Nate Burgos sent me a link about a new institute that is being created between Stanford University and the Hasso-Plattner Institute of Design to investigate design thinking. They defined it as a methodology that melds an end-user focus with multidisciplinary collaboration and iterative improvement to produce products, services or experiences. Their theme is – innovation – which is no surprise.
This got me to think about how this term has fluctuated since I heard it twenty years ago. My approach to the topic was around several attributes:
• Wicked Problems
• A Focus on Customers
• Users Finding Alternatives
• Ideation and Prototyping
• Qualitative Performance
The question is how is design thinking different from other types of thinking? If we take a Western European approach to thought, then we have critical thinking models of observe, ask questions, research, make connections and create a model that integrates new insights.
If you agree with this foundation, then there would be little differentiation between design thinking and other forms of thinking. Can non-designers do design thinking? What is the role of the designer if design thinking is practiced by a wide variety of disciplines and professions?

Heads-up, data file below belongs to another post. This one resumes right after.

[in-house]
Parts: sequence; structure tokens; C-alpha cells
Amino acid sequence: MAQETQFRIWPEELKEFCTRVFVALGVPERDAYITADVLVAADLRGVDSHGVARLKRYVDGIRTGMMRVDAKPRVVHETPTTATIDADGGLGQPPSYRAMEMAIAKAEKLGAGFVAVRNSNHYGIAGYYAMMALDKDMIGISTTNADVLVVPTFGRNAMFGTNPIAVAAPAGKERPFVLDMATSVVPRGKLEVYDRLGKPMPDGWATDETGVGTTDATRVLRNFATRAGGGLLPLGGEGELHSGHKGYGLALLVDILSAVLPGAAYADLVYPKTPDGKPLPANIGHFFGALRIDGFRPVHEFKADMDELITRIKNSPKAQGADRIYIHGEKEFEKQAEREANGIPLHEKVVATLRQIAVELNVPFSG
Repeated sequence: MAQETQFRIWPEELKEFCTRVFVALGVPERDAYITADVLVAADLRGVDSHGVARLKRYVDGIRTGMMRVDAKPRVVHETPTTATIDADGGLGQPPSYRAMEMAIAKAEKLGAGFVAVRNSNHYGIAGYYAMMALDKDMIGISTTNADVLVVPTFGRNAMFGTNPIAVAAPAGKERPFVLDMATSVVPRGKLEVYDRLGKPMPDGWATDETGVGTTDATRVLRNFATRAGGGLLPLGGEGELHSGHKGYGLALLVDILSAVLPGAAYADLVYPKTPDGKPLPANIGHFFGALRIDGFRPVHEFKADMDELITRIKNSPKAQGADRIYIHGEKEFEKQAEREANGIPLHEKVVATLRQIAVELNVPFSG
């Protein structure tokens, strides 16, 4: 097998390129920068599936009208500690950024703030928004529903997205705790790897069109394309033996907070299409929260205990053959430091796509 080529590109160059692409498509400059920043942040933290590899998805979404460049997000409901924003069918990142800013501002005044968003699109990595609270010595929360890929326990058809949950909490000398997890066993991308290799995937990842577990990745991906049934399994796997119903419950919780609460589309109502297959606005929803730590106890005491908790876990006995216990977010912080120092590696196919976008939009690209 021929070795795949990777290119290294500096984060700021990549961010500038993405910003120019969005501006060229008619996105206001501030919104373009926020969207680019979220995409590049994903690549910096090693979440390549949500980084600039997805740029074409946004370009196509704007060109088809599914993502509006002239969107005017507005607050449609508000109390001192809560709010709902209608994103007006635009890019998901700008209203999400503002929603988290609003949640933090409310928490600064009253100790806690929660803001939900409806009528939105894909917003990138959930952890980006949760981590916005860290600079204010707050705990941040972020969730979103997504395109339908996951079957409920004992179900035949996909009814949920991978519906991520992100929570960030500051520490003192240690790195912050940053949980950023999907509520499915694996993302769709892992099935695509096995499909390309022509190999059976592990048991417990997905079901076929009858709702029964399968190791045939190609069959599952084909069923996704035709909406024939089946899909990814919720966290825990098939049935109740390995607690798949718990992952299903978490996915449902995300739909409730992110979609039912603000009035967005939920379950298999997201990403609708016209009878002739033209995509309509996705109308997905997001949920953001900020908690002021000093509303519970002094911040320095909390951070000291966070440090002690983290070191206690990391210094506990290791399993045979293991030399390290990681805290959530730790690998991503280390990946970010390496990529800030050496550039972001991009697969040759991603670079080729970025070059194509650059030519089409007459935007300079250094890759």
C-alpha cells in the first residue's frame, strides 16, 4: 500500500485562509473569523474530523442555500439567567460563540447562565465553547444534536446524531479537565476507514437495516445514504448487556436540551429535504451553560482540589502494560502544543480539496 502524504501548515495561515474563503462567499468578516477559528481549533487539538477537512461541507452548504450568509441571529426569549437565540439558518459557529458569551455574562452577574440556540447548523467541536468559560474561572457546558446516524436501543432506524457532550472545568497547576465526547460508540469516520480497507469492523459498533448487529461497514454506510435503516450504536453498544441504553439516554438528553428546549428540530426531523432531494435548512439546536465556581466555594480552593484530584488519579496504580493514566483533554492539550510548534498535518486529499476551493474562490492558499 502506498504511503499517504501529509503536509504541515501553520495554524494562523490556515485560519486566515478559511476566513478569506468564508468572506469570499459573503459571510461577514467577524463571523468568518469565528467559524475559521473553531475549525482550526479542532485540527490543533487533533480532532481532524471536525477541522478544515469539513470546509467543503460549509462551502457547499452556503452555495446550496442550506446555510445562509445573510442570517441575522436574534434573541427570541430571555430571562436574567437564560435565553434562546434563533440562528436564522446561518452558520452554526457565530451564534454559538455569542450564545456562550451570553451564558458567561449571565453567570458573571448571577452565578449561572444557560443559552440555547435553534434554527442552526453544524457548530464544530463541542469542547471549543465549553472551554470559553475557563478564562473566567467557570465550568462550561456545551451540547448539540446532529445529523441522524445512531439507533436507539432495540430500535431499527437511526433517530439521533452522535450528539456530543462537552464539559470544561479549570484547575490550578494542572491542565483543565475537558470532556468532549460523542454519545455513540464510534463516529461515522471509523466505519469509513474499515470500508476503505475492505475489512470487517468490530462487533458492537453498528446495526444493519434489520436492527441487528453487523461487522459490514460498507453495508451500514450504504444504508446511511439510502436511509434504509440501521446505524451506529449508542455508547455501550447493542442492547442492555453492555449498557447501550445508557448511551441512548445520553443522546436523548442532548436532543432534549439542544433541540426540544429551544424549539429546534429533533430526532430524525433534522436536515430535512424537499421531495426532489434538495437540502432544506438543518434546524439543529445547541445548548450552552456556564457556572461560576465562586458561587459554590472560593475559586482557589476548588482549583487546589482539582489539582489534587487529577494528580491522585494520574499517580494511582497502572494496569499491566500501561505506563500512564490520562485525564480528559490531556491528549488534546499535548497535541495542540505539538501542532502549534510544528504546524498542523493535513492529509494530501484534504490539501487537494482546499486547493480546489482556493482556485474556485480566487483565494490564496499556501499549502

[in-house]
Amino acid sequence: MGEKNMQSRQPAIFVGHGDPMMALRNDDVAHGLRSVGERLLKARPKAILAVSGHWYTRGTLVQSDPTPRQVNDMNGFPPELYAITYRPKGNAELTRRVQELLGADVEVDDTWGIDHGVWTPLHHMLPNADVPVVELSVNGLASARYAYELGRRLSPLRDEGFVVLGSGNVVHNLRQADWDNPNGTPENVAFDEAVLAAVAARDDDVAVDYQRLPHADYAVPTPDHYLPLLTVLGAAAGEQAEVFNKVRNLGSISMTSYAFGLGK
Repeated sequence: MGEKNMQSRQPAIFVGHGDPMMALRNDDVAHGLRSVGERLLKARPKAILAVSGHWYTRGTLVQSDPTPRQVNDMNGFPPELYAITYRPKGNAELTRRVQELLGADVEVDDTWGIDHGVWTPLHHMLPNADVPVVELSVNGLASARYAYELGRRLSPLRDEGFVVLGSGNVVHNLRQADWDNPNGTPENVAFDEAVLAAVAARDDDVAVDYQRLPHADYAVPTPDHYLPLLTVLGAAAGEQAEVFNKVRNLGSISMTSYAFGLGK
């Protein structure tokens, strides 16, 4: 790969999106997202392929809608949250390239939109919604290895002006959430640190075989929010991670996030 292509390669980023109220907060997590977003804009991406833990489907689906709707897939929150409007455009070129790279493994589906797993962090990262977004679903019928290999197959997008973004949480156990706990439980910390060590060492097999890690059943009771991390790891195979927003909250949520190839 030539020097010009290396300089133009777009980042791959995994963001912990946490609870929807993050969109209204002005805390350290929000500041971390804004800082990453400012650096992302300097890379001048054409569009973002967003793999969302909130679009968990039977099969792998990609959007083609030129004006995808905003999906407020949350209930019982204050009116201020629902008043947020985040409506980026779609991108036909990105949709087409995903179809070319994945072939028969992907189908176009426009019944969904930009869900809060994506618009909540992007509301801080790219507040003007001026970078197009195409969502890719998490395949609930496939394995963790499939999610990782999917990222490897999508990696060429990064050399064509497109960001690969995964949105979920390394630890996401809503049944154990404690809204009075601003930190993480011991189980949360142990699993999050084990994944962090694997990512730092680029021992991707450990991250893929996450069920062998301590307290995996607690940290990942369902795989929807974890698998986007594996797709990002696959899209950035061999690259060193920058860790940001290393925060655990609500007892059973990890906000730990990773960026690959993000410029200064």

What has remained constant about design thinking is linked to an improved future. Victor Margolin, in his book The Politics of the Artificial stated Design is continuously inventing its subject matter, so it is not limited by outworn categories of products. The world expects new things from designers, that is the nature of design.
I used to have conversations with fairly progressive designers twenty years ago about design thinking and that design was as much about frameworks, strategies and approaches as about media artifacts. At the time, they were not ready to embrace this idea and only wanted cursory approaches that could add more legitimacy to the making. Contemporary designers have finally embraced in enough of a critical mass that design is as much about thinking as making.
Even a few years ago when John Thackara (www.thackara.com/) proposed for the London Design Council an the Project Red Initiative that would have the design community address specific social, political and economic issues facing the United Kingdom. The backlash from the design community that the initiative was not in the bounds of design.
The good news is that design thinking, design methods, and design management are all coalescing to create new opportunities for designers to collaborate effectively with other professions around wider areas of interest that are not discipline specific.
Designers have an ability to interact with the the unknown, and the shifting relationships between the meaning of things. The design objects program is trying to link design (as a plan) to objects (as an outcome). It is here that methodology can help and this is where design thinking comes into play.
Maybe there is hope after all.